Grammar Puss

If language is as instinctive to humans as  dam-building is to beavers, if every 3-year-old is a grammatical genius, if the design of syntax is coded in our DNA and wired into our
brains, why, you might wonder, is the English language in such a mess?  Why does the average American sound like a gibbering fool every time he opens his mouth or puts pen to paper? 

The contradiction begins in the fact that the words “rule” and “grammar” have very different meanings to a scientist and to a layperson. The rules people learn (or more
likely, fail to learn) in school are called prescriptive rules, prescribing how one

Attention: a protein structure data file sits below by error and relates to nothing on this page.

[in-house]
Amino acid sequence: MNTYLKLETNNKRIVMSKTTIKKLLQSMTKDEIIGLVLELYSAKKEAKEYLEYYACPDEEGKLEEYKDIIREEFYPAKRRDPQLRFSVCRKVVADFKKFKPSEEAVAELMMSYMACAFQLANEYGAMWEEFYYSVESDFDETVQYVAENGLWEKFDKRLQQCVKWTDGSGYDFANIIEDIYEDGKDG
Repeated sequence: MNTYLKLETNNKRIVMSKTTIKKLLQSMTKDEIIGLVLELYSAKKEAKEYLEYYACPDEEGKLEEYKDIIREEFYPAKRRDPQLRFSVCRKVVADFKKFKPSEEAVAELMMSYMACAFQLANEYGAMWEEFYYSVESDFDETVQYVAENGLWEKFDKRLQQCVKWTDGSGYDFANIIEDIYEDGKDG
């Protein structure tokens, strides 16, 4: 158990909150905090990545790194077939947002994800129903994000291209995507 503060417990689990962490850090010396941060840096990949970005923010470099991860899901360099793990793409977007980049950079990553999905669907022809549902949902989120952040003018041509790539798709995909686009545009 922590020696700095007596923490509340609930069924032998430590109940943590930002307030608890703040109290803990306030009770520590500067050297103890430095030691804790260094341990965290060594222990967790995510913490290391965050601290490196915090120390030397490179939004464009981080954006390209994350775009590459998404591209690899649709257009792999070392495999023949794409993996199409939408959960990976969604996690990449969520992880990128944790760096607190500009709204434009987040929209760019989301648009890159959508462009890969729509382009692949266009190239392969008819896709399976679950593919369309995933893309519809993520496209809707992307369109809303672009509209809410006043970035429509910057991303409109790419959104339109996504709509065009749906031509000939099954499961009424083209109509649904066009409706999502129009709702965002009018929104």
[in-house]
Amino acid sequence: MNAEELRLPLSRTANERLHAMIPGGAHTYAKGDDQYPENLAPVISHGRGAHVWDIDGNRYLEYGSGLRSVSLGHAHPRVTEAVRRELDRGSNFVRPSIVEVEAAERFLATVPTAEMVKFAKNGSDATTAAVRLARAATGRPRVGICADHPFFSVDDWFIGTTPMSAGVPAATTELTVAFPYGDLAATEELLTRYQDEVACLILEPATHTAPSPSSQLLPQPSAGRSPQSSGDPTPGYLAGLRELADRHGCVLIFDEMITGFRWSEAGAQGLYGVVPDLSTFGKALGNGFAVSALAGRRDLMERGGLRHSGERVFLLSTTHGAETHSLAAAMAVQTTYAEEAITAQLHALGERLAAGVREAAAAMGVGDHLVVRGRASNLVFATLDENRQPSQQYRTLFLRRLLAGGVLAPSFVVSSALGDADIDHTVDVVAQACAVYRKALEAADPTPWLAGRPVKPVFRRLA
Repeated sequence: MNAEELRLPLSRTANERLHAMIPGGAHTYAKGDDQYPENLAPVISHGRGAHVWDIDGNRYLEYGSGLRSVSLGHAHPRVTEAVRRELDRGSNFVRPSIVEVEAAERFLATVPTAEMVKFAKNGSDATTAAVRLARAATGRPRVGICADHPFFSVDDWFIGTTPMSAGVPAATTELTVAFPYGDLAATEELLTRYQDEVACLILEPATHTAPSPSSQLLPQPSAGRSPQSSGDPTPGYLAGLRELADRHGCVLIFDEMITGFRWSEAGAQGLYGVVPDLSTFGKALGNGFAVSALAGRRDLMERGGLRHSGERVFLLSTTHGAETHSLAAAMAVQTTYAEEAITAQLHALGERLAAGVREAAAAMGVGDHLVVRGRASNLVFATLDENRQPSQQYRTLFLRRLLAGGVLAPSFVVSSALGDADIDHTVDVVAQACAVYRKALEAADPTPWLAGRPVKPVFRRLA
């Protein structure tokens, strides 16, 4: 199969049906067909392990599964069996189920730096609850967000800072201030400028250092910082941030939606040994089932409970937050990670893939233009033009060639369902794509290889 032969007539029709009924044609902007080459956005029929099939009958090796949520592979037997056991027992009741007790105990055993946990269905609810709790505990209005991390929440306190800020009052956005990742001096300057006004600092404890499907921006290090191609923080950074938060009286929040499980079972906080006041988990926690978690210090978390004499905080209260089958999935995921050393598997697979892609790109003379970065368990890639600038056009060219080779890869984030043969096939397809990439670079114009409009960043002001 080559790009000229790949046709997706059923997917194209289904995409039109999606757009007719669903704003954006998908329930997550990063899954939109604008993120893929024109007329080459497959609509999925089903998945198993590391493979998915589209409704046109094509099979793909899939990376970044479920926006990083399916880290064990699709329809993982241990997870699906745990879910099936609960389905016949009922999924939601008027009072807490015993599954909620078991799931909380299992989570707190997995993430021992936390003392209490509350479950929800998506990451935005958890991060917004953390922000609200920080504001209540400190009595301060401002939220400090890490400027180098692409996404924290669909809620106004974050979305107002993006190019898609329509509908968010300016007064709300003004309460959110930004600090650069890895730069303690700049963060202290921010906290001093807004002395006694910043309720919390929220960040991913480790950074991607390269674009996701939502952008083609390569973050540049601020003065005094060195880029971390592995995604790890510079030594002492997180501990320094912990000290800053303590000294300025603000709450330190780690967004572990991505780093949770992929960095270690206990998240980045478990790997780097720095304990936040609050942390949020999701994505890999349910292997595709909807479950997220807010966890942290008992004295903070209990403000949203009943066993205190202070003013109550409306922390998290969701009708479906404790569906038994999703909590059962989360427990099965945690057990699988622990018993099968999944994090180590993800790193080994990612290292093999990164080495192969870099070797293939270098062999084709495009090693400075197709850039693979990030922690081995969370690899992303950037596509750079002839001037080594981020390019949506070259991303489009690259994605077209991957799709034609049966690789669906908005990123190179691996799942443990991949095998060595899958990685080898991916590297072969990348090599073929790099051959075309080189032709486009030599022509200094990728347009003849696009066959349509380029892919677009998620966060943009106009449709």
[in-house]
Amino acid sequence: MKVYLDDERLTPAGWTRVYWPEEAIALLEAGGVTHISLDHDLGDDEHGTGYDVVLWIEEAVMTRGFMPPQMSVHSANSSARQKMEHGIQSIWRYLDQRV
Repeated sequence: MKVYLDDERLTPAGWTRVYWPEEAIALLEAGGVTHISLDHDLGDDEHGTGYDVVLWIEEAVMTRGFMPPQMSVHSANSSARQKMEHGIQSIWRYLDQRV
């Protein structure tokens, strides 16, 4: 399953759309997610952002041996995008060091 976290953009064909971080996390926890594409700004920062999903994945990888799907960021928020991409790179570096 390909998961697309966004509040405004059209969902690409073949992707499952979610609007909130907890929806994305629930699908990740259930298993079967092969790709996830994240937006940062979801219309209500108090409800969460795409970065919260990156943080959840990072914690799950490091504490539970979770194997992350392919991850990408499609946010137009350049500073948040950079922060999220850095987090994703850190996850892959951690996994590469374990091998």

“ought” to talk.   

Scientists studying language propose descriptive rules, describing
how people do talk — the way to determine whether a construction is “grammatical” is to find people who speak the language and ask them.

Prescriptive and descriptive grammar are completely different things, and there is a good  reason that scientists focus on the descriptive rules. —Steven Pinker, The New Republic